Back in 2006, Jason Ridge boarded a flight to Germany to watch the U.S. Men’s National Team at the FIFA World Cup.
Ridge’s trip to see the national team on Sunday afternoon should only take a few minutes.
“It’s amazing,” he said.
When the USMNT visit Cincinnati for the first time to play Venezuela, Ridge and the rest of the American Outlaws Cincinnati chapter will be at Nippert Stadium supporting the team that they traveled hundreds or thousands of miles to see previously.
“As someone who grew up in Cincinnati playing the game, it’s amazing,” Ridges said. “I never thought it would happen in a million years. Thanks to FC Cincinnati, it’s happening now. It’s amazing.”
The American Outlaws are the country’s largest soccer supporter’s section and boast more than 30,000 members throughout 200 chapters scattered around the globe. As for the Cincinnati chapter, it’s based across the Ohio River at Molly Malone’s Irish Pub in Covington.
On Sunday, Molly Malone’s will be the AO HQ ahead of the USMNT’s first visit to Cincinnati. For Ridges, who leads the chapter, the festivities have required hours of planning for 90 minutes of international soccer.
“It’s a process,” he said. “You’ve got to throw a party for everyone and make sure they have a good time and party the night before and day of. It’s a process but it’s fun.”
It’s a process Ridges never expected to happen.
When the national team failed to qualify for the 2018 FIFA World Cup in Russia, Ridges said local interest in the men’s team was almost nonexistent.
“To be honest, the chapter kind of died, really,” he said of AO Cincinnati. “Interest was just really low in U.S. soccer. There were just a few of us that were watching games. We didn’t really do much other than show up at Molly Malone’s.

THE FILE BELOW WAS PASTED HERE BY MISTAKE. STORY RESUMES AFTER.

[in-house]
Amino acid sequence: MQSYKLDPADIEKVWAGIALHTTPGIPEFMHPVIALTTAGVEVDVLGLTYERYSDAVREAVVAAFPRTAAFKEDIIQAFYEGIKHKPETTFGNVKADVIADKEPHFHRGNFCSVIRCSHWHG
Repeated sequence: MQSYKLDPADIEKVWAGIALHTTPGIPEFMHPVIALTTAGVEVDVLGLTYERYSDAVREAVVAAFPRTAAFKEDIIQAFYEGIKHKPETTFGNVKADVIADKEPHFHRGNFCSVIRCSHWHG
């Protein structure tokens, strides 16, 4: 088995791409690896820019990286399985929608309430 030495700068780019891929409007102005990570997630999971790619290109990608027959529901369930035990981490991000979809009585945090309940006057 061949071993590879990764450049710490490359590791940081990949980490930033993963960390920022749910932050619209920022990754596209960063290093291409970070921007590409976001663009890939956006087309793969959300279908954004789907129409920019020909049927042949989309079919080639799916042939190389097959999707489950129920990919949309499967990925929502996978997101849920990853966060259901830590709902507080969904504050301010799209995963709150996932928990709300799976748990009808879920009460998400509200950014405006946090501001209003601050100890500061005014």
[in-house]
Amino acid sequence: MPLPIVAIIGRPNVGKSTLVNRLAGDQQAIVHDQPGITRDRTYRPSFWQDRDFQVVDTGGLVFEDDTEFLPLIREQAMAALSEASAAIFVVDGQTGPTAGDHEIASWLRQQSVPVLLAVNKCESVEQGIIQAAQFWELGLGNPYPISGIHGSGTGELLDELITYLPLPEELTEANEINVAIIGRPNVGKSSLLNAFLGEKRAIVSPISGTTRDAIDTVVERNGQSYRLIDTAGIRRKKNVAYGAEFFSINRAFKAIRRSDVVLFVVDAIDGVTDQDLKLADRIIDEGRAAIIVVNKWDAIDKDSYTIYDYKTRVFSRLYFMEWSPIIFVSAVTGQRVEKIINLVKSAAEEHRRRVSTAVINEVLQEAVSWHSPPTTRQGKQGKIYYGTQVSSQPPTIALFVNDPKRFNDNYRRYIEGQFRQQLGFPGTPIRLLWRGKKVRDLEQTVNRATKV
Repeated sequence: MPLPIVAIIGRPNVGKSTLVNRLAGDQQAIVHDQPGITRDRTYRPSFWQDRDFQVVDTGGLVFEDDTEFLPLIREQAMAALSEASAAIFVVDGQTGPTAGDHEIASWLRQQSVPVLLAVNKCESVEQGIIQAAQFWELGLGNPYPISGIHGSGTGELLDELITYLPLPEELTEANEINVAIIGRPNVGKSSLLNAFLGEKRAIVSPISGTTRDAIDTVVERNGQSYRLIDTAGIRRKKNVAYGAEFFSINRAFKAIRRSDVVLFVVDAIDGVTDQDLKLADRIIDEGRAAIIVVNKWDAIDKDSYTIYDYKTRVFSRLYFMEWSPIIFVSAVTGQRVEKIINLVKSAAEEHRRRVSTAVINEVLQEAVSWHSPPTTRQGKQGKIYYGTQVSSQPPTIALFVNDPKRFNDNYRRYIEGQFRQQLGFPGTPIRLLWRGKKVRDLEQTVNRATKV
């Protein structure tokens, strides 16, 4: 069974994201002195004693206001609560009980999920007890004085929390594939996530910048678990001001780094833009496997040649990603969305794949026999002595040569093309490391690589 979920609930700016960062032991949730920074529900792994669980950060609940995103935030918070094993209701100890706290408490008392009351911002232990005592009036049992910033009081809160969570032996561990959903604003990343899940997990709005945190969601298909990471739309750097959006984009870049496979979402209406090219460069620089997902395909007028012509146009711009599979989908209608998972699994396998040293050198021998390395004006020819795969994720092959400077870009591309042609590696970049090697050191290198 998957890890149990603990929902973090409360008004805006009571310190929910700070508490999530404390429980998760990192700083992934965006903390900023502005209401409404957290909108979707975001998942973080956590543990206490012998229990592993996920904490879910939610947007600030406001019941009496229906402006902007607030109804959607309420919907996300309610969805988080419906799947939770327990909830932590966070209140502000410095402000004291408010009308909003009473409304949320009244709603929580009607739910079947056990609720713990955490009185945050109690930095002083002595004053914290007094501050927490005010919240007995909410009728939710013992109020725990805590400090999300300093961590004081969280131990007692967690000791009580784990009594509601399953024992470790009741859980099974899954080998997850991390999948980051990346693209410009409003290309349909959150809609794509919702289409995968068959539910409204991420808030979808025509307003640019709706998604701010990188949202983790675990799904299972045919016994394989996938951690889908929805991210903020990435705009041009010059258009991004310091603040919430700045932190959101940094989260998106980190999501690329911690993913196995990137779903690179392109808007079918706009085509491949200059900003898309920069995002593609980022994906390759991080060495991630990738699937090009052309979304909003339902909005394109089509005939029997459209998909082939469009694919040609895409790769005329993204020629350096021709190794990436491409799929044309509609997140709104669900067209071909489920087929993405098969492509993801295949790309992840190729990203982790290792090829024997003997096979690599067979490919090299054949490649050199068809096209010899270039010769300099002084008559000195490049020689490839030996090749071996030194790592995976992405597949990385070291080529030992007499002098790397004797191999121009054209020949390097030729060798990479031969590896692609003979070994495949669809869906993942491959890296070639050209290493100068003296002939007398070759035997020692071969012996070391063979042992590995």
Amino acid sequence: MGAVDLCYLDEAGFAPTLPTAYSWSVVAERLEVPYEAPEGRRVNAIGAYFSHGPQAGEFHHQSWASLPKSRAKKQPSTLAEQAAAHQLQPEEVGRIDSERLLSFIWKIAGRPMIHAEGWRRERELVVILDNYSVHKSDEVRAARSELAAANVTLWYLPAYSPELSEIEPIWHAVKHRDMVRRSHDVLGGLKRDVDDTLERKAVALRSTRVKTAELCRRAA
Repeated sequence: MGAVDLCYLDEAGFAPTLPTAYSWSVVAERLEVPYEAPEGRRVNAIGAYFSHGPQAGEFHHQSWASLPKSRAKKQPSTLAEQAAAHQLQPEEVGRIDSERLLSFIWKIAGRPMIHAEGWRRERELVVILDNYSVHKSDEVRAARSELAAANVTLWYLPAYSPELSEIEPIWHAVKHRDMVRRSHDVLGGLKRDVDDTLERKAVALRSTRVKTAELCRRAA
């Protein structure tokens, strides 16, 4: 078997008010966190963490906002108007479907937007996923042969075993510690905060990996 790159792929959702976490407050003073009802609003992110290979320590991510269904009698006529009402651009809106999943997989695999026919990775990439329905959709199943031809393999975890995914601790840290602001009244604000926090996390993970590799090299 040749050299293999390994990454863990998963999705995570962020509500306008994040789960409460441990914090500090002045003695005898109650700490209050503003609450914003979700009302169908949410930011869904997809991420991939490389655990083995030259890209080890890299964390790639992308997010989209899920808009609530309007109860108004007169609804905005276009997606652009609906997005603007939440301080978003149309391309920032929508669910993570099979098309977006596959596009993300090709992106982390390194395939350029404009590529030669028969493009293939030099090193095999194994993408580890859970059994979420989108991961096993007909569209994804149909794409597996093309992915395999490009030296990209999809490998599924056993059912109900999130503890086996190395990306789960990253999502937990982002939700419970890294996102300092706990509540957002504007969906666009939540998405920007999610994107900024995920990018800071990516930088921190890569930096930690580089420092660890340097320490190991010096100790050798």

That’s changed, of course.
On Sunday, the U.S. host Venezuela in the final tune-up game before the 2019 Concacaf Gold Cup kicks off next week. The tournament is the first major competition for the Americans since the World Cup qualifying disaster. Head Coach Gregg Berhalter has only coached the team five times and needs a positive result at Nippert to boost momentum. Tickets are still available.
In short, Sunday will be special for the USMNT and their first visit to Cincinnati. It’ll be equally as memorable for soccer fans in this city to appreciate, celebrate and even dream.
“I would love to see Cincinnati be a phenomenon where Cincinnati is a fortress and where they come here and expect to win because they know the people are behind them,” Ridges said. “You’ve seen how soccer has taken off in this city.
“If we put on a good show, the team does well and there’s a good vibe in the stadium, who knows what’s in store for us down the road?”